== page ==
I had Francs in my pocket too and spent them on a toy car which was different to those we had in the shop back home: it had plastic windows and doors which opened, very advanced features I can assure you. I was wearing a raincoat, rain being a permanent possibility on English seaside holidays, and disembarked at Folkestone, hand in pocket, clasping tight the car, not declaring it to the officers of Her Majesty’s Customs and Excise, sternly present to greet us. I was excited to be carrying contraband. But the booze cruise and tobacco cruise had yet to be invented and I have no recollection of my father carrying anything or other passengers struggling with overloaded bags. A Day Trip to France was a bit of an adventure, that’s all, and did not require even a word of the language.

We had been to France and I had discovered that, if you lived in Kent, you had a Near Abroad where they do things differently. It had been the Near Abroad for generations of English people and - belatedly it’s true - became even nearer with the advent of the Hovercraft and, much more importantly, the Channel Tunnel. But for an eleven year old boy from a modest background, a 1958 Day Trip to Boulogne provided the introduction to a wider world.

*

For a less pastoral account of childhood, see my memoir I Have Done This in Secret (2018) available in illustrated hardback from Amazon or at a discount from Blackwell's:

https://blackwells.co.uk/bookshop/search/author/Trevor%20Pateman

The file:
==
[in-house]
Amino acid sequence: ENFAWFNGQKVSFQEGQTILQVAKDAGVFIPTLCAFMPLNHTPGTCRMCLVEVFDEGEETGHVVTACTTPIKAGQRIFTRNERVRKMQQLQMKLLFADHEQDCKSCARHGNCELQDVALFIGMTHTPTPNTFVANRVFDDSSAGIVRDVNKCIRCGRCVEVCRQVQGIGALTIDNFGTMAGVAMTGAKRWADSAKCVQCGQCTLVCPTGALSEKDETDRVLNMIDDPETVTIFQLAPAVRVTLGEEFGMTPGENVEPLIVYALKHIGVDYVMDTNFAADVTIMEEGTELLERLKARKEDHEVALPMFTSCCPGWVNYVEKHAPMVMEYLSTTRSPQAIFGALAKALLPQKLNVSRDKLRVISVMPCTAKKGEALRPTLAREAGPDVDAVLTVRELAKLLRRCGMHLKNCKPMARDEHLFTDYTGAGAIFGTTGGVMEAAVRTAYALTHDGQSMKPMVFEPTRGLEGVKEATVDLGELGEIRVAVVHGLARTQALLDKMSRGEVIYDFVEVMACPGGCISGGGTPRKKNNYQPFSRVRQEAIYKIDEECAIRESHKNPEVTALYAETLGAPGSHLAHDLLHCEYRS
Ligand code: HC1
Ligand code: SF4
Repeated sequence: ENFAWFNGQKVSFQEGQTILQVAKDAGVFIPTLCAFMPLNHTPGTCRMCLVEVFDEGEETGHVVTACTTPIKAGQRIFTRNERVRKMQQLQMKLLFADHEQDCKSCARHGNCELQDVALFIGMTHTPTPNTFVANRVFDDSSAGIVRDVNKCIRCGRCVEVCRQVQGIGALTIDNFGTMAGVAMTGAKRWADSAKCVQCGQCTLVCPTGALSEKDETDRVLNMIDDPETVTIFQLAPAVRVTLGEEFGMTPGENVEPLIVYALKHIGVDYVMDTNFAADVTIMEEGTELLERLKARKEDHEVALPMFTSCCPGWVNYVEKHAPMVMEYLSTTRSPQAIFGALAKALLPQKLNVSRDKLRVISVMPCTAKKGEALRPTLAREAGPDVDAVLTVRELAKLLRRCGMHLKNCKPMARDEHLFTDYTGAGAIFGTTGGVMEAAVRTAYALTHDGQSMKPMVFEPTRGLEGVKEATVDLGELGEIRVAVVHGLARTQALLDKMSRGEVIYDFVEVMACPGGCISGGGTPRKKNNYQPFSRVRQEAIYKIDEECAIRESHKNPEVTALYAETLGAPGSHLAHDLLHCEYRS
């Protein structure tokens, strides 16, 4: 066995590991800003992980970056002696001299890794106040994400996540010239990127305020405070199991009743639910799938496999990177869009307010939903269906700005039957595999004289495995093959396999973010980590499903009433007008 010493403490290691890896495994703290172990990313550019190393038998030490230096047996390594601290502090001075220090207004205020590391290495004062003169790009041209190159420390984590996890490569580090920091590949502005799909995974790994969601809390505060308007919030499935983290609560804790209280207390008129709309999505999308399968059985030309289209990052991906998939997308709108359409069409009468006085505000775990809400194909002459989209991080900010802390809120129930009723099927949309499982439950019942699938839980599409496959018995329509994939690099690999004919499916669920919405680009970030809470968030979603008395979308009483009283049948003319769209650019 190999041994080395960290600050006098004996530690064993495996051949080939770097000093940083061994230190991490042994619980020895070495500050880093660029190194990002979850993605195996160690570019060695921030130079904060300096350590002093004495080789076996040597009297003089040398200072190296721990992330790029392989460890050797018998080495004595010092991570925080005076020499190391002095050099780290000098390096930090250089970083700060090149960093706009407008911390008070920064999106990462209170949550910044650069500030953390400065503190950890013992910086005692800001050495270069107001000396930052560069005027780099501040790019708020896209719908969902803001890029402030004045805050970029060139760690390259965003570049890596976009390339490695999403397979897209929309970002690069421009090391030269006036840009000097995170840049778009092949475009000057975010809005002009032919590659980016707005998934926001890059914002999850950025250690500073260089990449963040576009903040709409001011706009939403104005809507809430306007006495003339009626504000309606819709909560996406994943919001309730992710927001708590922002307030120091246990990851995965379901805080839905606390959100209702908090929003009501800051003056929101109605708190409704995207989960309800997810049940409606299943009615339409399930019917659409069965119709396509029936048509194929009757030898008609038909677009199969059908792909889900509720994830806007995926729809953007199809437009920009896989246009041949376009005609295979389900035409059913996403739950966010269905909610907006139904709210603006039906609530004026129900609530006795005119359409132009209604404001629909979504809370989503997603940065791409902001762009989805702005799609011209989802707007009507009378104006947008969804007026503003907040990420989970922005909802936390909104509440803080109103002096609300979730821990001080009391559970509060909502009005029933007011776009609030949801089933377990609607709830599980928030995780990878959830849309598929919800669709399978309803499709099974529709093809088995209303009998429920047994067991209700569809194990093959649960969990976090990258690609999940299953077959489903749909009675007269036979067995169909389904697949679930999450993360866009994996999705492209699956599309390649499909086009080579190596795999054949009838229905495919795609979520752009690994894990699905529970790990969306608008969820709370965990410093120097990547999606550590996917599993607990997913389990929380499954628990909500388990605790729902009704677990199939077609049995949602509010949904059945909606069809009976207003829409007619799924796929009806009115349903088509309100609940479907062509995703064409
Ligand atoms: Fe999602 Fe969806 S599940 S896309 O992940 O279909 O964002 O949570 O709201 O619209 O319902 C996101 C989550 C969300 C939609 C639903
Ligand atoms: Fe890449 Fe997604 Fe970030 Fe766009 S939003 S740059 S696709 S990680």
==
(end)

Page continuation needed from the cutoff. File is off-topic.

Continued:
Wednesday, 21 July 2021

Ceci n'est pas un Headline

 

Young woman brutally beaten by thugs while defending friend from heinous homophobic abuse

 

 

This headline from Pink News of 21 July 2021 puzzles me. Is the paper worried that readers won't end up on message unless supplied with the brutally and the heinous? Well, that was a concern they had in the old Soviet Union where readers had to be guided, rather clumsily, to the right response. And it was indeed true, you could not entirely rely on Soviet citizens to be on message, especially as the message did change fairly frequently. But I doubt that is really a problem for Pink News. Very few people are in favour of women being beaten by thugs (though they may have  no specific issue about young women); nor are they sympathetic to those who shout homophobic abuse, even if it's because their objection is a general one about shouting abuse rather than specific to homophobic abuse.  So I wonder what is the function of the brutally and the heinous? Perhaps they are just the nervous tics of an insecure intern? Or maybe the tics take their inspiration from television's Canned Laughter, still in use after all these years just in case you don't find American comedy all that funny.

Soviet-style control anxiety also shows itself in British celebrity gossip magazines which never, but never, print a photograph of Prince George; they only ever print an adorablephotograph (it’s one word, really). All royal babies are by definition adorable though that does not prevent the fact being spelt out. But, perhaps unfortunately, it does not serve to distinguish babies from dogs which - at least when owned by celebrities - are also adorable.